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On forming people who form communion  Theological education has always been about formation: first of people, then of communities, then of the world. If we continue to promote whiteness and its related ideas of masculinity and individualism in our educational work, it will remain diseased and thwart our efforts to heal the church and the world. But if theological education On forming people who form communion  Theological education has always been about formation: first of people, then of communities, then of the world. If we continue to promote whiteness and its related ideas of masculinity and individualism in our educational work, it will remain diseased and thwart our efforts to heal the church and the world. But if theological education aims to form people who can gather others together through border-crossing pluralism and God-drenched communion, we can begin to cultivate the radical belonging that is at the heart of God’s transformative work. In this inaugural volume of the Theological Education between the Times series, Willie James Jennings shares the insights gained from his extensive experience in theological education, most notably as the dean of a major university’s divinity school—where he remains one of the only African Americans to have ever served in that role. He reflects on the distortions hidden in plain sight within the world of education but holds onto abundant hope for what theological education can be and how it can position itself at the front of a massive cultural shift away from white, Western cultural hegemony. This must happen through the formation of what Jennings calls erotic souls within ourselves—erotic in the sense that denotes the power and energy of authentic connection with God and our fellow human beings. After Whiteness is for anyone who has ever questioned why theological education still matters. It is a call for Christian intellectuals to exchange isolation for intimacy and embrace their place in the crowd—just like the crowd that followed Jesus and experienced his miracles. It is part memoir, part decolonial analysis, and part poetry—a multimodal discourse that deliberately transgresses boundaries, as Jennings hopes theological education will do, too.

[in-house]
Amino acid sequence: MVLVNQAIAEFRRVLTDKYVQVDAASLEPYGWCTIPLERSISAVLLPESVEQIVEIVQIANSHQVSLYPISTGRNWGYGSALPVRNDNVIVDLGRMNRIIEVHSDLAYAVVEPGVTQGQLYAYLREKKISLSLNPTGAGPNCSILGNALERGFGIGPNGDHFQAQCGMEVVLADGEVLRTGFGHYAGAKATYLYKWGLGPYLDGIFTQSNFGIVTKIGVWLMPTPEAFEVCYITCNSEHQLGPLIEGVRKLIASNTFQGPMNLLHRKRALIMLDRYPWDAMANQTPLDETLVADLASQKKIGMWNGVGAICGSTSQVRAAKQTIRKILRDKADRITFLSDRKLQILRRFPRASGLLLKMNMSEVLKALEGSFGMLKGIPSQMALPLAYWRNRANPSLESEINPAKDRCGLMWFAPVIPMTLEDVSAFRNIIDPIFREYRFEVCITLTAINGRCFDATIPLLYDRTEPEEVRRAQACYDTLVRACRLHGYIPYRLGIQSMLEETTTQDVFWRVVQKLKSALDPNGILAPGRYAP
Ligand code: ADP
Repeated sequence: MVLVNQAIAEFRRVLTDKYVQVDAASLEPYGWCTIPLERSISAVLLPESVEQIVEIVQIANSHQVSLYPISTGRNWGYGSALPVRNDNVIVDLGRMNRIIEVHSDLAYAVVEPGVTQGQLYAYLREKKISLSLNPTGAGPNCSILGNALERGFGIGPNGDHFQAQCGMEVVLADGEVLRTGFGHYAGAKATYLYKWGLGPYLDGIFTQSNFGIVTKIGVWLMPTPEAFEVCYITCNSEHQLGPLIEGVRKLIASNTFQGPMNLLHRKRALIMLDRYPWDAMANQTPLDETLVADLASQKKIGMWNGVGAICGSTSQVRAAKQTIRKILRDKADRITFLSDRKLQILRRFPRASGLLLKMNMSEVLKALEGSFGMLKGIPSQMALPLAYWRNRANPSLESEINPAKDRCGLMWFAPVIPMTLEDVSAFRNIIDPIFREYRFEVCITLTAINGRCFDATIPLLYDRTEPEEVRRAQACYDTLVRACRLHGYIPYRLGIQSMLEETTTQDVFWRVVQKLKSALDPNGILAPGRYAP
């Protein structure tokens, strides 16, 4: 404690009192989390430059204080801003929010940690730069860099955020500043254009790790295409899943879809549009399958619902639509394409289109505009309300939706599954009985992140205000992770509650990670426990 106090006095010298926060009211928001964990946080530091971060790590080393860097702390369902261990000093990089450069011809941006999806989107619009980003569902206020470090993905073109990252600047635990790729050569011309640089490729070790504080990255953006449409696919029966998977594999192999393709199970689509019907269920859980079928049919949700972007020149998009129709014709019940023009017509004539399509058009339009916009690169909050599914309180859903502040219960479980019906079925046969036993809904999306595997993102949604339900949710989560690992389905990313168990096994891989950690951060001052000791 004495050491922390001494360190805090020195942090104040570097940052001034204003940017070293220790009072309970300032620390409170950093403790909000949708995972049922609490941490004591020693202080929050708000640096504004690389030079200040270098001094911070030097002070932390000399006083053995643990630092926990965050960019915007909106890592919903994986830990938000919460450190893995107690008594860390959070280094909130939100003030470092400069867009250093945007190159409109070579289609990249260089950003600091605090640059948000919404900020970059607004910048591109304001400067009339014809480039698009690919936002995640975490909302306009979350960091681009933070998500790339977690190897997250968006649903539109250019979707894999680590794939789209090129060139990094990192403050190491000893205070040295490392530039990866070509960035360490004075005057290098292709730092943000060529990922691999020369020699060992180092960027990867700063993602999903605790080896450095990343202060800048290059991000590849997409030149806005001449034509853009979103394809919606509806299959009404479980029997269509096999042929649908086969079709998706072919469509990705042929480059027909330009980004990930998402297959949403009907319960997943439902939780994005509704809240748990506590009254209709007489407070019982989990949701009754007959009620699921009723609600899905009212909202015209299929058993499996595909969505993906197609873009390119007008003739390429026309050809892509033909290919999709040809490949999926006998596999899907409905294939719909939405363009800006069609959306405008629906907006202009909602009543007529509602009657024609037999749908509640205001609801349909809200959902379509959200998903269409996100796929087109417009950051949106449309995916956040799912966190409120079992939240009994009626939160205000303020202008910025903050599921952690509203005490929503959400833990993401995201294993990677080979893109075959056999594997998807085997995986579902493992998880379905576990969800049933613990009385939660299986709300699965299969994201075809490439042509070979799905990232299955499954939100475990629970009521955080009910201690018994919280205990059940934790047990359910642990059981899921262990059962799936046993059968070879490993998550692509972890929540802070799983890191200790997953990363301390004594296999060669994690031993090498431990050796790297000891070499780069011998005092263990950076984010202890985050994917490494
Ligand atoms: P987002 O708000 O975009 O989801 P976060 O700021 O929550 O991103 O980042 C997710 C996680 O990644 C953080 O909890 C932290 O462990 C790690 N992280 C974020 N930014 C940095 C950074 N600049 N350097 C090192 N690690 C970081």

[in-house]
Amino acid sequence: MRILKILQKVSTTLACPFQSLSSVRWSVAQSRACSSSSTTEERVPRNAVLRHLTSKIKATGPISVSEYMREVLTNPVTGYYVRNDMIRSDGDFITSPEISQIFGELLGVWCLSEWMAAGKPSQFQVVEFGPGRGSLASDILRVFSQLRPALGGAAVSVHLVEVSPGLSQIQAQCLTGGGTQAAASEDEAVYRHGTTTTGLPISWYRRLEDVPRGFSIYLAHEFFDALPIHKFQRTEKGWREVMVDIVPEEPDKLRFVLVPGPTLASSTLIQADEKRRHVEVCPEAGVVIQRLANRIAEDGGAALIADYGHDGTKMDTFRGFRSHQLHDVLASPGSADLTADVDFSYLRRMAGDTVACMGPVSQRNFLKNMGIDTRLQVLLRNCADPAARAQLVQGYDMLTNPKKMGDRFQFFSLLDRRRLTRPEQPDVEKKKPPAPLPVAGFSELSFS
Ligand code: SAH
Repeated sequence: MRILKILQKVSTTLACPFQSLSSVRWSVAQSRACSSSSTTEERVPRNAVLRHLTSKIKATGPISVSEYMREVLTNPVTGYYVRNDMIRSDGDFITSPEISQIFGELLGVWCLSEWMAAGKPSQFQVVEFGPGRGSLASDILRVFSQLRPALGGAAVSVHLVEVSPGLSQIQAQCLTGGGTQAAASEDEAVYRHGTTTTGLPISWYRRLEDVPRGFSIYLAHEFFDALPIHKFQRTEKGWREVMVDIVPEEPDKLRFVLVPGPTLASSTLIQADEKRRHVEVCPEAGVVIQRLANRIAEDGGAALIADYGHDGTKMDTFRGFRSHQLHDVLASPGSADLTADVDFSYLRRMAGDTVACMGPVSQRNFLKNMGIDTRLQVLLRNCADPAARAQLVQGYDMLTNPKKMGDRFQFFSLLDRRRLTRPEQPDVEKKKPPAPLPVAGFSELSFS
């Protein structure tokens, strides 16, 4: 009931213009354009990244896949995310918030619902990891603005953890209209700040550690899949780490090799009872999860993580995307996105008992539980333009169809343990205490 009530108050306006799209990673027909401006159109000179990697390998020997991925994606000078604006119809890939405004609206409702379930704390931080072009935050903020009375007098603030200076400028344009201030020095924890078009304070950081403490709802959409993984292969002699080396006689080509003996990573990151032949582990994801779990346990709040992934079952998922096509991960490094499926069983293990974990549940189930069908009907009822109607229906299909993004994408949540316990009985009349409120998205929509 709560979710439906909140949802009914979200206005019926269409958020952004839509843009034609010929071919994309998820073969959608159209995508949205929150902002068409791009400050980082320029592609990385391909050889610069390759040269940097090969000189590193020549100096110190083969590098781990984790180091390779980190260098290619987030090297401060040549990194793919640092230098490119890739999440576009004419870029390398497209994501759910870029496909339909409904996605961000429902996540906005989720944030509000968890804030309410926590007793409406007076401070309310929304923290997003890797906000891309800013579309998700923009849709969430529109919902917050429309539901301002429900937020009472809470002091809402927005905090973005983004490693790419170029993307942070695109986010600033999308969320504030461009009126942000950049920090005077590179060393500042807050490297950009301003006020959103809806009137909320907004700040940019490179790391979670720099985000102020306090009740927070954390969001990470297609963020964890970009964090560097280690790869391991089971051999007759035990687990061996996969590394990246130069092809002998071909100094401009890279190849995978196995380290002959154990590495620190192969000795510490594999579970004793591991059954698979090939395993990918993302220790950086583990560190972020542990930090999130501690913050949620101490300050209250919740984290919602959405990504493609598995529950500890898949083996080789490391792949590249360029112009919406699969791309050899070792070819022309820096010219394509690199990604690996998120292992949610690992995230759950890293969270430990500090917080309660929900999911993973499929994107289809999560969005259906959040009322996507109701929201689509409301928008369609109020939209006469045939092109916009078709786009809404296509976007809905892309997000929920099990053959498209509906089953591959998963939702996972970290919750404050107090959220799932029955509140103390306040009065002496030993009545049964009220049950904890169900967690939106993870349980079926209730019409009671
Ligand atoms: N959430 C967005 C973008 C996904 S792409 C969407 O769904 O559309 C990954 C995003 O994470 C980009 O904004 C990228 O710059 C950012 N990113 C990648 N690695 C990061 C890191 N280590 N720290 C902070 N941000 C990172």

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On forming people who form communion  Theological education has always been about formation: first of people, then of communities, then of the world. If we continue to promote whiteness and its related ideas of masculinity and individualism in our educational work, it will remain diseased and thwart our efforts to heal the church and the world. But if theological education On forming people who form communion  Theological education has always been about formation: first of people, then of communities, then of the world. If we continue to promote whiteness and its related ideas of masculinity and individualism in our educational work, it will remain diseased and thwart our efforts to heal the church and the world. But if theological education aims to form people who can gather others together through border-crossing pluralism and God-drenched communion, we can begin to cultivate the radical belonging that is at the heart of God’s transformative work. In this inaugural volume of the Theological Education between the Times series, Willie James Jennings shares the insights gained from his extensive experience in theological education, most notably as the dean of a major university’s divinity school—where he remains one of the only African Americans to have ever served in that role. He reflects on the distortions hidden in plain sight within the world of education but holds onto abundant hope for what theological education can be and how it can position itself at the front of a massive cultural shift away from white, Western cultural hegemony. This must happen through the formation of what Jennings calls erotic souls within ourselves—erotic in the sense that denotes the power and energy of authentic connection with God and our fellow human beings. After Whiteness is for anyone who has ever questioned why theological education still matters. It is a call for Christian intellectuals to exchange isolation for intimacy and embrace their place in the crowd—just like the crowd that followed Jesus and experienced his miracles. It is part memoir, part decolonial analysis, and part poetry—a multimodal discourse that deliberately transgresses boundaries, as Jennings hopes theological education will do, too.